I think that with a few of these decisions some influential people will try to slow the process, but they won’t stop it altogether. The fundamental structures of society have shifted, the social fabric has acquired a new character. We’re already in the future. And this future is restless. But one shouldn’t be scared. The turbulence, although strong, nonetheless is not catastrophic but a form of stability. Everything will be fine.

[...]

There are those who want to concert the protest into a colored revolution – this is correct. They are acting literally according to Sharpe’s books* and the newest revolutionary methods. So literally, in fact, that it’s already boring. I’d like to advise these people that they should deviate just a little from these instructions, to dream a little bit.
But these swindlers** don’t have anything to do with it. The fact is that the protests are completely real and natural. The best part of our society, or, rather, the most productive part demands respect.

People are saying that we exist, we have meaning, we are the people. One cannot arrogantly dismiss their opinions. And it is correct that these opinions are taken into account, that the authorities have had a benevolent reaction. It proposed that direct elections of governors will resume, and that party registration will be practically untrammeled…to yield to the reasonable remands of the active part of society – this is not a reluctant maneuver on the part of the authorities, it is their obligation and constitutional duty.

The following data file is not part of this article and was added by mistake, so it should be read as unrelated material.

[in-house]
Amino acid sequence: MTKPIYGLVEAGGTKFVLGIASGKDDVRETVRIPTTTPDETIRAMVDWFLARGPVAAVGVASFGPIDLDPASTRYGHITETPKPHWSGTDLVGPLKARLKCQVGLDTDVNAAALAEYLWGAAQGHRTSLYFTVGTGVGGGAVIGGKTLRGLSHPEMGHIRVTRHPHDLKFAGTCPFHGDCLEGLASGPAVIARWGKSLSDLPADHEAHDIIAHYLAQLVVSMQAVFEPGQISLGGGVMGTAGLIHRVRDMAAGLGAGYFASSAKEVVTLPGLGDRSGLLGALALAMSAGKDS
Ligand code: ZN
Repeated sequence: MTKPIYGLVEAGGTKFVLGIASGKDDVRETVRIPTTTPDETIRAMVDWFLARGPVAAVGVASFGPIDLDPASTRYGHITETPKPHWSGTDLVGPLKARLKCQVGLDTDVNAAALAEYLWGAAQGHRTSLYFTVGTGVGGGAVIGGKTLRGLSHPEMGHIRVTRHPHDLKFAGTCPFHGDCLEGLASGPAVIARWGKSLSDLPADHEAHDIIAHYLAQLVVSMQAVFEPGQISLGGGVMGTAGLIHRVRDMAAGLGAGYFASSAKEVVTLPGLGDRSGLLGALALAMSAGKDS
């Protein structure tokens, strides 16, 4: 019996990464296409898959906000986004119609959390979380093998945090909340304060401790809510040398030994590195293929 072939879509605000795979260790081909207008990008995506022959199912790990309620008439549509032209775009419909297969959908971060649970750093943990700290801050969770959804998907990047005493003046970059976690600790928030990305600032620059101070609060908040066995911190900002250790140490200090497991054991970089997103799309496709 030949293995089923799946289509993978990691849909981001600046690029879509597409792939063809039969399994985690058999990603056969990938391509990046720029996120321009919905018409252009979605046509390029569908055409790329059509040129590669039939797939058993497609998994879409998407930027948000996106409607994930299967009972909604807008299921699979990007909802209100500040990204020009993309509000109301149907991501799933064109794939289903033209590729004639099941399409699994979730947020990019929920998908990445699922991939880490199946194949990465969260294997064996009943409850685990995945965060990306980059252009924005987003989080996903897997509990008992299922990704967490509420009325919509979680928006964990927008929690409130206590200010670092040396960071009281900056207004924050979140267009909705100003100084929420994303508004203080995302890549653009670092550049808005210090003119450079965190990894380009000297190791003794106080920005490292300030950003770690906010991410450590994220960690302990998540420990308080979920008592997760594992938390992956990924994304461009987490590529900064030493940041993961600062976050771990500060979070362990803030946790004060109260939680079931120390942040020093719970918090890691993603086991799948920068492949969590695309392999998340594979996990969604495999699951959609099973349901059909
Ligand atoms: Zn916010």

Of course it is possible to say that those who have gone out on the streets are only a minority. If this is the case, what a minority! And if you examine the ruling majority – in reality this is also a minority, only a somewhat larger. Our current democracy in the conditions of a complicated and fragmented society – this is in general a democracy of minorities. If you think strategically, listening to the minorities you will find among them tomorrows leaders.

And, of course, a crowd can advance unreasonable demands and can sometimes be lead by provocateurs. But as concerns the provocateurs – there is the law, there is the obligation of the state to defend the bases of the constitutional order.

And there then arises a question: what are we defending? Who wants to wants to preserve corruption and injustice? Who wants to defend a system that has become deaf, dumb, and blind? No one! Even those, who appear part of this system don’t want to. Because they don’t feel justified.